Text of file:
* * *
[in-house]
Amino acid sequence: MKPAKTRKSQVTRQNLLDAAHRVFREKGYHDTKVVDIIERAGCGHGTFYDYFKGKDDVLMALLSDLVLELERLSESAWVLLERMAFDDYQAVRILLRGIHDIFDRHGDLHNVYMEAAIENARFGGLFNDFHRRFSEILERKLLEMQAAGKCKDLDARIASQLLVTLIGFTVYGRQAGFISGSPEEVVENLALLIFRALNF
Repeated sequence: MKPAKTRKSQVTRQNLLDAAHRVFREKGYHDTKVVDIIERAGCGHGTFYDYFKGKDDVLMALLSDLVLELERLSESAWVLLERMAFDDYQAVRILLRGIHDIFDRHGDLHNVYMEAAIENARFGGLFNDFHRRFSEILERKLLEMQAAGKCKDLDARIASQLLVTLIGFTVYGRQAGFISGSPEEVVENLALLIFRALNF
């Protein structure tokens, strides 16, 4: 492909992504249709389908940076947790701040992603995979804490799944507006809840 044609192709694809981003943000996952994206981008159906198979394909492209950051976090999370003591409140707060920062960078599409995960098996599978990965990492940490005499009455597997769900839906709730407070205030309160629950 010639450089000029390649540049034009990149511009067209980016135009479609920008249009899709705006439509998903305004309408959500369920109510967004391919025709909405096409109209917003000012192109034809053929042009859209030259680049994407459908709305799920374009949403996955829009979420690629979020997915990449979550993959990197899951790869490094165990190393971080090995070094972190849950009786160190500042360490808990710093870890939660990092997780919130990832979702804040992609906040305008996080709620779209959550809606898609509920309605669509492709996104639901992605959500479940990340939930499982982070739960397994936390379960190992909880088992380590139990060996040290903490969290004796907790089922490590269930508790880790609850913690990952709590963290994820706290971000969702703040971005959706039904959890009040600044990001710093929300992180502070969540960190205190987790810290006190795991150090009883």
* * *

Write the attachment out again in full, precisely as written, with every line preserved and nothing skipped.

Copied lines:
[in-house]
Amino acid sequence: MKPAKTRKSQVTRQNLLDAAHRVFREKGYHDTKVVDIIERAGCGHGTFYDYFKGKDDVLMALLSDLVLELERLSESAWVLLERMAFDDYQAVRILLRGIHDIFDRHGDLHNVYMEAAIENARFGGLFNDFHRRFSEILERKLLEMQAAGKCKDLDARIASQLLVTLIGFTVYGRQAGFISGSPEEVVENLALLIFRALNF
Repeated sequence: MKPAKTRKSQVTRQNLLDAAHRVFREKGYHDTKVVDIIERAGCGHGTFYDYFKGKDDVLMALLSDLVLELERLSESAWVLLERMAFDDYQAVRILLRGIHDIFDRHGDLHNVYMEAAIENARFGGLFNDFHRRFSEILERKLLEMQAAGKCKDLDARIASQLLVTLIGFTVYGRQAGFISGSPEEVVENLALLIFRALNF
């Protein structure tokens, strides 16, 4: 492909992504249709389908940076947790701040992603995979804490799944507006809840 044609192709694809981003943000996952994206981008159906198979394909492209950051976090999370003591409140707060920062960078599409995960098996599978990965990492940490005499009455597997769900839906709730407070205030309160629950 010639450089000029390649540049034009990149511009067209980016135009479609920008249009899709705006439509998903305004309408959500369920109510967004391919025709909405096409109209917003000012192109034809053929042009859209030259680049994407459908709305799920374009949403996955829009979420690629979020997915990449979550993959990197899951790869490094165990190393971080090995070094972190849950009786160190500042360490808990710093870890939660990092997780919130990832979702804040992609906040305008996080709620779209959550809606898609509920309605669509492709996104639901992605959500479940990340939930499982982070739960397994936390379960190992909880088992380590139990060996040290903490969290004796907790089922490590269930508790880790609850913690990952709590963290994820706290971000969702703040971005959706039904959890009040600044990001710093929300992180502070969540960190205190987790810290006190795991150090009883």